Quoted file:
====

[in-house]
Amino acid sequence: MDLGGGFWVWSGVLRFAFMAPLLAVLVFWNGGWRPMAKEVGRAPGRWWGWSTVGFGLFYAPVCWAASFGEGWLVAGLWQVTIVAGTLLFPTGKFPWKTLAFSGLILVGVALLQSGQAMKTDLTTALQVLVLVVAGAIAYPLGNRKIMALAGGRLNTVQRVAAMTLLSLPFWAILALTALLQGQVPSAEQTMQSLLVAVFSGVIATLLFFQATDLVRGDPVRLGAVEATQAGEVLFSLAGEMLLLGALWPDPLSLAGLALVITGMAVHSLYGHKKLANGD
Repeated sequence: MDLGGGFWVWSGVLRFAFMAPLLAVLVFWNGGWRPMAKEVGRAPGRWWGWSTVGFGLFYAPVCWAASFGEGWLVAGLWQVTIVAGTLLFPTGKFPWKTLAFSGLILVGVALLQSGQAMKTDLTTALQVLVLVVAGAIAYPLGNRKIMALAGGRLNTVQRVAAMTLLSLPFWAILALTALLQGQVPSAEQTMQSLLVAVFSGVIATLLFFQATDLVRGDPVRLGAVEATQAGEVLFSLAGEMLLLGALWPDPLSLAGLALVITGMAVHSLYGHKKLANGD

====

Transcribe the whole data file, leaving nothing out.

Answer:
[in-house]
Amino acid sequence: MDLGGGFWVWSGVLRFAFMAPLLAVLVFWNGGWRPMAKEVGRAPGRWWGWSTVGFGLFYAPVCWAASFGEGWLVAGLWQVTIVAGTLLFPTGKFPWKTLAFSGLILVGVALLQSGQAMKTDLTTALQVLVLVVAGAIAYPLGNRKIMALAGGRLNTVQRVAAMTLLSLPFWAILALTALLQGQVPSAEQTMQSLLVAVFSGVIATLLFFQATDLVRGDPVRLGAVEATQAGEVLFSLAGEMLLLGALWPDPLSLAGLALVITGMAVHSLYGHKKLANGD
Repeated sequence: MDLGGGFWVWSGVLRFAFMAPLLAVLVFWNGGWRPMAKEVGRAPGRWWGWSTVGFGLFYAPVCWAASFGEGWLVAGLWQVTIVAGTLLFPTGKFPWKTLAFSGLILVGVALLQSGQAMKTDLTTALQVLVLVVAGAIAYPLGNRKIMALAGGRLNTVQRVAAMTLLSLPFWAILALTALLQGQVPSAEQTMQSLLVAVFSGVIATLLFFQATDLVRGDPVRLGAVEATQAGEVLFSLAGEMLLLGALWPDPLSLAGLALVITGMAVHSLYGHKKLANGD